An informal series of lectures for women by members of Glasgow University staff had existed since the 1860s, largely thanks to Jessie Cambell, campaigner for higher education for women in Scotland. This initiative led to the establishment of the Association for the Higher Education of Women, chaired by Glasgow University's Principal, John Caird. The Association organised a University Higher Local Certificate for Women aimed at establishing standards for women which would prove acceptable to the University of Glasgow. It offered teaching in the Arts Faculty of the University, with lectures given in University classrooms and a rented space in St Andrew's Hall at Charring Cross.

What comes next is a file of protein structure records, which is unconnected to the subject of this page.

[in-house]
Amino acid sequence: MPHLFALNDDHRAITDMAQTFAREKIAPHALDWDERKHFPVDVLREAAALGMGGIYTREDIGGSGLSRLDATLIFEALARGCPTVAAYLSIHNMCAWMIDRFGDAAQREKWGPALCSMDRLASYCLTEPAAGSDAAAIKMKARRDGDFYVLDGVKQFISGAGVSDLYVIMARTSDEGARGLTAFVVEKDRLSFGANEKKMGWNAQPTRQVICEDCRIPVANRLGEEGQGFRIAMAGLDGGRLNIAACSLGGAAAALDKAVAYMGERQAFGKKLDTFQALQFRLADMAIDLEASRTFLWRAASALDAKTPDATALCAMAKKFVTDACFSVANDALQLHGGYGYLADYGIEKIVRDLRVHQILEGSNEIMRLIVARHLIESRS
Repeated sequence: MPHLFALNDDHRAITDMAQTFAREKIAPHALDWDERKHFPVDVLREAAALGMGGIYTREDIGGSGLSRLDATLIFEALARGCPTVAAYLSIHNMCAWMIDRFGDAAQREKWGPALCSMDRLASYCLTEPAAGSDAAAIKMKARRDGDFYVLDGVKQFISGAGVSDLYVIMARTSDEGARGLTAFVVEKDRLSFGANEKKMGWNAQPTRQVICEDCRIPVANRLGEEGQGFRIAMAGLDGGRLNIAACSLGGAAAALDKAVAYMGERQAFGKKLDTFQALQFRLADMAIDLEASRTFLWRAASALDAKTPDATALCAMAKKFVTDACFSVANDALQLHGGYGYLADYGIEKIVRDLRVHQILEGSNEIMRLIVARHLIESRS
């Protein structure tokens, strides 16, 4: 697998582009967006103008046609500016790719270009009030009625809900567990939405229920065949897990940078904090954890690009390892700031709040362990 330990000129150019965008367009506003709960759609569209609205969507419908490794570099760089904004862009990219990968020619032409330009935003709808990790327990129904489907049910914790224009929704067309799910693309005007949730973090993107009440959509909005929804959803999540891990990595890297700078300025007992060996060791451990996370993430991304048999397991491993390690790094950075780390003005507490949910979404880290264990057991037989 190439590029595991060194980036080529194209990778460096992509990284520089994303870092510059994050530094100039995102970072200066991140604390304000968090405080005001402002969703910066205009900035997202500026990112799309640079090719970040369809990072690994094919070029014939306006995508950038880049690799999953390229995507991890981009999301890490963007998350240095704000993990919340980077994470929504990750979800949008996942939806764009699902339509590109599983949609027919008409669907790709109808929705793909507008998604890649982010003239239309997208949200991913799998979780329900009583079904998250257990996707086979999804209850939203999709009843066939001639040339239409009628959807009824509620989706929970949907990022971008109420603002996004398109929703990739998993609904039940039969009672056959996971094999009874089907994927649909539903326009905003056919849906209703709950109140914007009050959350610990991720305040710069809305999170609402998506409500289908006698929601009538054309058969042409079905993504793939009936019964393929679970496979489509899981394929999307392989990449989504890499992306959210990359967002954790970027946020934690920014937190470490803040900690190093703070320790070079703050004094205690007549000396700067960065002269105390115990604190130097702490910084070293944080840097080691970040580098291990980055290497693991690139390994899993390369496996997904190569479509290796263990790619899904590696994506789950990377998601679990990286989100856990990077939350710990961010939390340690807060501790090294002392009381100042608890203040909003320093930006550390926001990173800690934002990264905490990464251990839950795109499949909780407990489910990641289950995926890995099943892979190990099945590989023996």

The classes were organised on University lines and the subjects for the MA degree were taught and examined although women were not permitted to graduate until the Universities (Scotland) Act 1889. Support from members of the Senate led to the opening of Queen Margaret College in 1884: the only college for women in Scotland.
Source: Glasgow University archives